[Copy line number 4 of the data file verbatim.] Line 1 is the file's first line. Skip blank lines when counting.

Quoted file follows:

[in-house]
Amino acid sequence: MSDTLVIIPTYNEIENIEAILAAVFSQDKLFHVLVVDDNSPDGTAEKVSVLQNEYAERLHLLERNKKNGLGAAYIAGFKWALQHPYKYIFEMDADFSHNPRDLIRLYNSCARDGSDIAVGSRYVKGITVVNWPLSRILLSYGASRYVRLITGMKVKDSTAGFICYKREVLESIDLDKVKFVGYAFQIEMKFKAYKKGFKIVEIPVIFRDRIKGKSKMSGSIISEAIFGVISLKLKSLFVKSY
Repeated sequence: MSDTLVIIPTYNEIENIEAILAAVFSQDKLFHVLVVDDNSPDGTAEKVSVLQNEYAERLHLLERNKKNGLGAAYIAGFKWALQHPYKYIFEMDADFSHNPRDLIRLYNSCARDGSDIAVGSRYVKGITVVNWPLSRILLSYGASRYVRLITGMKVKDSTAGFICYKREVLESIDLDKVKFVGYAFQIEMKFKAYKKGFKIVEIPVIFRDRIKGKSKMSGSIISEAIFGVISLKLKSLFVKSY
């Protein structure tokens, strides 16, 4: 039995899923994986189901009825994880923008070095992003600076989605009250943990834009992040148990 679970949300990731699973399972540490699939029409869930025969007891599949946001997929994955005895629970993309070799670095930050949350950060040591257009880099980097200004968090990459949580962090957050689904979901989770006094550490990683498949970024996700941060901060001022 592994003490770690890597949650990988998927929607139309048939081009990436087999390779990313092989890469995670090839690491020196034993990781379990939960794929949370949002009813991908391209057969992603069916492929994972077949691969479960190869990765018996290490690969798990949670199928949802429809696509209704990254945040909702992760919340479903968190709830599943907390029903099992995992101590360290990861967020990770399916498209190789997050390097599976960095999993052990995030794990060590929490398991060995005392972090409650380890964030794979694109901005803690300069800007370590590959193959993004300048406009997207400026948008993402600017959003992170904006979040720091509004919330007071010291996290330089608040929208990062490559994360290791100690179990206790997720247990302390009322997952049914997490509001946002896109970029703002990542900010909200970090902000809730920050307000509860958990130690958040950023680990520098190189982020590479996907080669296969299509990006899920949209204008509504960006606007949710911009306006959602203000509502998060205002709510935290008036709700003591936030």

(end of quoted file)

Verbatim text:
């Protein structure tokens, strides 16, 4: 039995899923994986189901009825994880923008070095992003600076989605009250943990834009992040148990 679970949300990731699973399972540490699939029409869930025969007891599949946001997929994955005895629970993309070799670095930050949350950060040591257009880099980097200004968090990459949580962090957050689904979901989770006094550490990683498949970024996700941060901060001022 592994003490770690890597949650990988998927929607139309048939081009990436087999390779990313092989890469995670090839690491020196034993990781379990939960794929949370949002009813991908391209057969992603069916492929994972077949691969479960190869990765018996290490690969798990949670199928949802429809696509209704990254945040909702992760919340479903968190709830599943907390029903099992995992101590360290990861967020990770399916498209190789997050390097599976960095999993052990995030794990060590929490398991060995005392972090409650380890964030794979694109901005803690300069800007370590590959193959993004300048406009997207400026948008993402600017959003992170904006979040720091509004919330007071010291996290330089608040929208990062490559994360290791100690179990206790997720247990302390009322997952049914997490509001946002896109970029703002990542900010909200970090902000809730920050307000509860958990130690958040950023680990520098190189982020590479996907080669296969299509990006899920949209204008509504960006606007949710911009306006959602203000509502998060205002709510935290008036709700003591936030």